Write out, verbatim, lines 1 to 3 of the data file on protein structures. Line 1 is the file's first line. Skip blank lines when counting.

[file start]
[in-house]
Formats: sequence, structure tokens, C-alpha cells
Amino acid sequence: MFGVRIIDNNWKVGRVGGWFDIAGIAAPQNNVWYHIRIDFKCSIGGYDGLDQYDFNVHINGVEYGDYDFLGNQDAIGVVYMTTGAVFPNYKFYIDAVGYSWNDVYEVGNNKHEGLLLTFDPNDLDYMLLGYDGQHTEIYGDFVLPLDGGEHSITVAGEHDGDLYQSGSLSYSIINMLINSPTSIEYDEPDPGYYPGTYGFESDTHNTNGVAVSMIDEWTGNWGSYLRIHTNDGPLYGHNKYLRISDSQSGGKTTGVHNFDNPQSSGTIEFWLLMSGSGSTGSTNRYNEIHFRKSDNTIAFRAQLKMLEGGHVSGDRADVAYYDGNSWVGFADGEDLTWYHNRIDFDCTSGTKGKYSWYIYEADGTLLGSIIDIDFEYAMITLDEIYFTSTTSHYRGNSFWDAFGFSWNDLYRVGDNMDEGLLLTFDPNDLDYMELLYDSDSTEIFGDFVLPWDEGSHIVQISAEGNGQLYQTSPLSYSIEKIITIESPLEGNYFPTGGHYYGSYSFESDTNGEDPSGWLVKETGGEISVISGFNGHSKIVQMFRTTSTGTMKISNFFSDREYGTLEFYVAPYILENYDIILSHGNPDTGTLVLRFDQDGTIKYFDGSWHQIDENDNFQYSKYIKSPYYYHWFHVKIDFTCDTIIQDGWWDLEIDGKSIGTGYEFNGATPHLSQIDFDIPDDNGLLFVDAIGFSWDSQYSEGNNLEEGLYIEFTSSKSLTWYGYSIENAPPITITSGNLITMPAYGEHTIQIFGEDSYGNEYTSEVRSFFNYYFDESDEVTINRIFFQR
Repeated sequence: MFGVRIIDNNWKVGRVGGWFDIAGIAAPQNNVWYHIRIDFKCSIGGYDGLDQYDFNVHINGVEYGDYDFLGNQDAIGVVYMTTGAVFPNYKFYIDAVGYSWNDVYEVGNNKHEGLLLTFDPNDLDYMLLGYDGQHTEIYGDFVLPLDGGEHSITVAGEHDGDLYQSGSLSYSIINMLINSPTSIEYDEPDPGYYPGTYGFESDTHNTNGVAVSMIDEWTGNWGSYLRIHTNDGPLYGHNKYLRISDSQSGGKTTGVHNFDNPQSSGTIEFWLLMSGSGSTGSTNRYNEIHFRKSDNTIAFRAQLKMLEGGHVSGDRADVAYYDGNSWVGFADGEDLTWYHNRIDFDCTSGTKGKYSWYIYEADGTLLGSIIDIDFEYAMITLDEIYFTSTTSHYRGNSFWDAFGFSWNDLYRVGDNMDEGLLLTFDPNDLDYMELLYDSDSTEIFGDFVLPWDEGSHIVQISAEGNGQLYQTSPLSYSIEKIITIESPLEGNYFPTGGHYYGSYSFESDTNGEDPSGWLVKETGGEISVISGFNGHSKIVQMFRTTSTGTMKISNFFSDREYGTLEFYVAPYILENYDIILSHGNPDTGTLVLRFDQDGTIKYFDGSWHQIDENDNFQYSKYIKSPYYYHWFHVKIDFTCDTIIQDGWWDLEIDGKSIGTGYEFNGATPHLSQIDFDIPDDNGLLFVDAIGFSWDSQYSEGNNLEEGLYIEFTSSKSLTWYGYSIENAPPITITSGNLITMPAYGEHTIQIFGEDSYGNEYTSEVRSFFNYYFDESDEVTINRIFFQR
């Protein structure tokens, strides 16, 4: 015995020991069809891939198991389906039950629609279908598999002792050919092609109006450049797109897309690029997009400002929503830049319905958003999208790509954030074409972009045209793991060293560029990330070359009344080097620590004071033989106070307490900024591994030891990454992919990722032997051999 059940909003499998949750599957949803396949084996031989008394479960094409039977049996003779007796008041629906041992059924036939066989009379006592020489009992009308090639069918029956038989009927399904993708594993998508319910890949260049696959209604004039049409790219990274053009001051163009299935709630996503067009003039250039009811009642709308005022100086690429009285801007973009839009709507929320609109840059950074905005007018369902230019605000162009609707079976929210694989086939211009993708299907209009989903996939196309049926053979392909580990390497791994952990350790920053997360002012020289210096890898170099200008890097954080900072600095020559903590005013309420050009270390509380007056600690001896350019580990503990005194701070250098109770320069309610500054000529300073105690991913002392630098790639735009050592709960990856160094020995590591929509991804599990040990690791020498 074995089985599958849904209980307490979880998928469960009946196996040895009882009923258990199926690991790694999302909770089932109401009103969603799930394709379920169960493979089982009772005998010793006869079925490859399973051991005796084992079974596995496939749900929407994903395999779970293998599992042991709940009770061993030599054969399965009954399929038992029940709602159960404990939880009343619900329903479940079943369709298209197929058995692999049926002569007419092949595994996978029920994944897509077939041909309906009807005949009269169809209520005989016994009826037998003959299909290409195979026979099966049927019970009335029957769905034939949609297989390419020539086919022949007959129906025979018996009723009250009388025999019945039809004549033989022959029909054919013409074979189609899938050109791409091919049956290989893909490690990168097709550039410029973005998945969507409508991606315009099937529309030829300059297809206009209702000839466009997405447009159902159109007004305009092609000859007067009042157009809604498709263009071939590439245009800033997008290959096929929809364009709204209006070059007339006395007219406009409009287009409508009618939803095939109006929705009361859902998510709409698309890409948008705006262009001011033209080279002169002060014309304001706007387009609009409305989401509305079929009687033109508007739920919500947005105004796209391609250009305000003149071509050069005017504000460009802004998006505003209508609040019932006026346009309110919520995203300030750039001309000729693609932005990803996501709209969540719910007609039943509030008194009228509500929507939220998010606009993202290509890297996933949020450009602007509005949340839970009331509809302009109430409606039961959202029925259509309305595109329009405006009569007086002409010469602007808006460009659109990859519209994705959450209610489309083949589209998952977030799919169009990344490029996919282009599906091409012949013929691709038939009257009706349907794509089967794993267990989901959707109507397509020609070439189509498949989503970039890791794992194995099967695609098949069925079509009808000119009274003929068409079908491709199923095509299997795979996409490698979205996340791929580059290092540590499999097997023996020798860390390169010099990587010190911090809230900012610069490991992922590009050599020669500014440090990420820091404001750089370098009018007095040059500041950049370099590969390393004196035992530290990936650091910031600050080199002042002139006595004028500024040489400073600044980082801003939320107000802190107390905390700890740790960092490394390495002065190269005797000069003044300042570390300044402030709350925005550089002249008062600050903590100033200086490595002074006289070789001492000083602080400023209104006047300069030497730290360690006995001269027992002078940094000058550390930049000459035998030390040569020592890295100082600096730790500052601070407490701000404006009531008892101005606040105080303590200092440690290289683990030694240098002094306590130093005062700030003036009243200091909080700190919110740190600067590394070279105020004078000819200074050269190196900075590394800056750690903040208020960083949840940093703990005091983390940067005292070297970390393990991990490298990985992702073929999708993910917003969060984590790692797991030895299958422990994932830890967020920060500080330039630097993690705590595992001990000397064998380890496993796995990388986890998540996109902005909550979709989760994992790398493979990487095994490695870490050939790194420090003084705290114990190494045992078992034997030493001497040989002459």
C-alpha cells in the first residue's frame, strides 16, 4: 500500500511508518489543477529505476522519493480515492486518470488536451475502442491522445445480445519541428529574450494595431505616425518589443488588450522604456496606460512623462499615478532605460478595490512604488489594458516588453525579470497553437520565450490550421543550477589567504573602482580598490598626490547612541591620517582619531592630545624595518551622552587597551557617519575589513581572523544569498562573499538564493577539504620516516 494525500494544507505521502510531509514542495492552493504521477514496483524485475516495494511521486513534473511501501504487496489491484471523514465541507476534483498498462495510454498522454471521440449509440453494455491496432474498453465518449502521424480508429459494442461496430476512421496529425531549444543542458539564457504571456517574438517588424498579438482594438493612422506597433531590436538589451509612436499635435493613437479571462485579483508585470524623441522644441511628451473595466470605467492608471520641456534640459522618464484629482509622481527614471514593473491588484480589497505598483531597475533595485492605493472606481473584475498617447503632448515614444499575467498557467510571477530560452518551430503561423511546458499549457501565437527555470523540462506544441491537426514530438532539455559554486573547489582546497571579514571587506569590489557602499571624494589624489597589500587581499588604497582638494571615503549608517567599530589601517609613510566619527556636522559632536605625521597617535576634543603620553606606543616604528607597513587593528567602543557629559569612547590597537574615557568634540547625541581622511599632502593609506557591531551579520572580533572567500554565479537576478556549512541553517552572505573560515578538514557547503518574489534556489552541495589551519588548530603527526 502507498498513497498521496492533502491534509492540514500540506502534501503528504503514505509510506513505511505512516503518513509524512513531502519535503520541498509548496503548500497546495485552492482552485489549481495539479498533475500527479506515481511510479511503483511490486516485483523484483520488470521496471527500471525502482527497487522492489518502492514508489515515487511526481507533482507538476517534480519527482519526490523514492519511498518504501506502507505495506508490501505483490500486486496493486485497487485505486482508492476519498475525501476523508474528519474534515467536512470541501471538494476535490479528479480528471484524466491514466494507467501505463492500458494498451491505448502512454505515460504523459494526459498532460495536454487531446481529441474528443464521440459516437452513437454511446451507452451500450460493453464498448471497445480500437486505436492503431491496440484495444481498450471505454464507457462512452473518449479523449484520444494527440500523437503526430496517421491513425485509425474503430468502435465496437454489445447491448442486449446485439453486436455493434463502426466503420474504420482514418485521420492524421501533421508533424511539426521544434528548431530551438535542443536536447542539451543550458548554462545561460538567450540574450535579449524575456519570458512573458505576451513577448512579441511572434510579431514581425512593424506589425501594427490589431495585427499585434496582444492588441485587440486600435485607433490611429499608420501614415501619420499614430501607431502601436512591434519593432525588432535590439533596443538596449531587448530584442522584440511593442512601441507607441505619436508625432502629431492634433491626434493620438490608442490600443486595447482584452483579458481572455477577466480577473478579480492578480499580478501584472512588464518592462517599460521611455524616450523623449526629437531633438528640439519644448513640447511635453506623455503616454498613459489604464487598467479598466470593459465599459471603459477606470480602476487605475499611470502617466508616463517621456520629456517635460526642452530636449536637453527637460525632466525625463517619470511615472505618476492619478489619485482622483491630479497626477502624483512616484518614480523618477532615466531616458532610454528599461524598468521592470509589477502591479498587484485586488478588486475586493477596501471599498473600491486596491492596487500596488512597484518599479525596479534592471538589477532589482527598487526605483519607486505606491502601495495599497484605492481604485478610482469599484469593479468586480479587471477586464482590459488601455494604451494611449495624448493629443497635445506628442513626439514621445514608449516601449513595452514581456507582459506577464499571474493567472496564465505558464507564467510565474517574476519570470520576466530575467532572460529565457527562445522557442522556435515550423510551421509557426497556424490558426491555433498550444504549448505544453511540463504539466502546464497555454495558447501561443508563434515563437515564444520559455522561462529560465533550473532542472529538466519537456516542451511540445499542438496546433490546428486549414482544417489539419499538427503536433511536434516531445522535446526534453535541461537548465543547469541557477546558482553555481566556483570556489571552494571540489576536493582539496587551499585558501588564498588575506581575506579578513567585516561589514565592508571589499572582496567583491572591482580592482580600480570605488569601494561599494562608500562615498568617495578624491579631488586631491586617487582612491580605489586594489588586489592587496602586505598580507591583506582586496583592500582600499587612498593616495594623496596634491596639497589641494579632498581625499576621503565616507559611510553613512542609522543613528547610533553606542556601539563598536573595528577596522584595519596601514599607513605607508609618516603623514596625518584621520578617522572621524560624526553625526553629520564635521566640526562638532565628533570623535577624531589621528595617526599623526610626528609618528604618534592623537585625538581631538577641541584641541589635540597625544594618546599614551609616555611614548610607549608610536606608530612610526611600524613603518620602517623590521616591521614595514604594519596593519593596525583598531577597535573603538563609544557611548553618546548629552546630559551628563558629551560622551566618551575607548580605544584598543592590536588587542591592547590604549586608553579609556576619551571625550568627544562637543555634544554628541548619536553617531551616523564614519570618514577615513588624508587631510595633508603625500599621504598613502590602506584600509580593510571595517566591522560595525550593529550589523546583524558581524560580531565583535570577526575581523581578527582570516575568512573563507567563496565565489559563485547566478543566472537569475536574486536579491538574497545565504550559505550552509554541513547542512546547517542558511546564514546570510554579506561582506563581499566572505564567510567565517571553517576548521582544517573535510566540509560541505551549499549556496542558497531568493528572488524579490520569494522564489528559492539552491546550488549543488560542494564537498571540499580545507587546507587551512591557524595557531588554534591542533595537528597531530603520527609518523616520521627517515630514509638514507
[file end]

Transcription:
[in-house]
Formats: sequence, structure tokens, C-alpha cells
Amino acid sequence: MFGVRIIDNNWKVGRVGGWFDIAGIAAPQNNVWYHIRIDFKCSIGGYDGLDQYDFNVHINGVEYGDYDFLGNQDAIGVVYMTTGAVFPNYKFYIDAVGYSWNDVYEVGNNKHEGLLLTFDPNDLDYMLLGYDGQHTEIYGDFVLPLDGGEHSITVAGEHDGDLYQSGSLSYSIINMLINSPTSIEYDEPDPGYYPGTYGFESDTHNTNGVAVSMIDEWTGNWGSYLRIHTNDGPLYGHNKYLRISDSQSGGKTTGVHNFDNPQSSGTIEFWLLMSGSGSTGSTNRYNEIHFRKSDNTIAFRAQLKMLEGGHVSGDRADVAYYDGNSWVGFADGEDLTWYHNRIDFDCTSGTKGKYSWYIYEADGTLLGSIIDIDFEYAMITLDEIYFTSTTSHYRGNSFWDAFGFSWNDLYRVGDNMDEGLLLTFDPNDLDYMELLYDSDSTEIFGDFVLPWDEGSHIVQISAEGNGQLYQTSPLSYSIEKIITIESPLEGNYFPTGGHYYGSYSFESDTNGEDPSGWLVKETGGEISVISGFNGHSKIVQMFRTTSTGTMKISNFFSDREYGTLEFYVAPYILENYDIILSHGNPDTGTLVLRFDQDGTIKYFDGSWHQIDENDNFQYSKYIKSPYYYHWFHVKIDFTCDTIIQDGWWDLEIDGKSIGTGYEFNGATPHLSQIDFDIPDDNGLLFVDAIGFSWDSQYSEGNNLEEGLYIEFTSSKSLTWYGYSIENAPPITITSGNLITMPAYGEHTIQIFGEDSYGNEYTSEVRSFFNYYFDESDEVTINRIFFQR